Excess Fruit Juice Consumption as a Contributing Factor in Nonorganic Failure to Thrive
Melanie M. Smith MNS, RD1, Fima Lifshitz MD1
1 Department of Pediatrics, Maimonides Medical Center, Brooklyn, NY
This study can be accessed at: http://pediatrics.aappublications.org/cgi/content/abstract/93/3/438
The objective of the study was to determine whether excessive consumption of fruit juice is a contributing factor in failure to thrive in early childhood. Eight patients, aged 14 to 27 months, referred for failure to thrive were evaluated.
The study found that:
(a) In each case, deterioration of weight and growth progression coincided with excessive juice consumption.
(b) All children were underweight which ranged from 11% to 25%.
(c) Fruit juice, primarily apple juice, contributed 25% to 60% of daily energy intake.
(d) Dietary protein, fat, and micronutrient intakes were inadequate.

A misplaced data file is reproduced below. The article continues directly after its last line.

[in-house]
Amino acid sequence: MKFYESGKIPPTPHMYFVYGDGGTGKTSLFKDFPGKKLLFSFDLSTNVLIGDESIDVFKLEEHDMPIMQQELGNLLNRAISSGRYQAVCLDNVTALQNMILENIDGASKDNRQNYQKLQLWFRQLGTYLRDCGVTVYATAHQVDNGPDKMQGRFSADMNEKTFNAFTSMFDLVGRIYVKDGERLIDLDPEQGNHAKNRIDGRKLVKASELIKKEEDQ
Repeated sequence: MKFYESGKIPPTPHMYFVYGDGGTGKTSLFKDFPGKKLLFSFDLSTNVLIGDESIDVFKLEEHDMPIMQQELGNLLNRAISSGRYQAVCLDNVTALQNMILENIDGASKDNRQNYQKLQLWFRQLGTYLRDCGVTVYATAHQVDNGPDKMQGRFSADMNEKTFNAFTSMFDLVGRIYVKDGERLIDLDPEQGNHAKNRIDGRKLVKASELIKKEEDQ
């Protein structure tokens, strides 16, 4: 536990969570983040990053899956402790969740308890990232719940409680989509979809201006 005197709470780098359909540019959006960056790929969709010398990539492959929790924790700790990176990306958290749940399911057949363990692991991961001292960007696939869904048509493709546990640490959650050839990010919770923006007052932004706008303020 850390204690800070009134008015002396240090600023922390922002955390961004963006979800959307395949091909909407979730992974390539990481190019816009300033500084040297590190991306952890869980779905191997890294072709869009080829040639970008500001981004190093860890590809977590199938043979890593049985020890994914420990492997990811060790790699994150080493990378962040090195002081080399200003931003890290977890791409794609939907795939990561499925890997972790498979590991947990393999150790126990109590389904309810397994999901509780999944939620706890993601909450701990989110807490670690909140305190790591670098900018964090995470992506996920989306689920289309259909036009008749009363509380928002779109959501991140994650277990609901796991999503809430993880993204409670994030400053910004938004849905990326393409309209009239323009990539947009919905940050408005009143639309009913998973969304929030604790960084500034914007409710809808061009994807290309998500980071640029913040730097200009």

Smith concluded that excess fruit juice consumption may present a contributing factor in failure to thrive in infants.
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Recipe of the day
Egg and Capsicum Salad
2 boiled eggs, diced
2 bacon eyes, diced
½ green capsicum, diced
¼ cup parsley, chopped
Place oil and bacon in a frying pan on medium heat and cook until bacon has started to crisp. Remove excess oil and place bacon into a mixing bowl along with boiled eggs, capsicum, parsley and mayonnaise. Combine well.
To serve, place salad leaves on a plate and top with egg and capsicum mixture.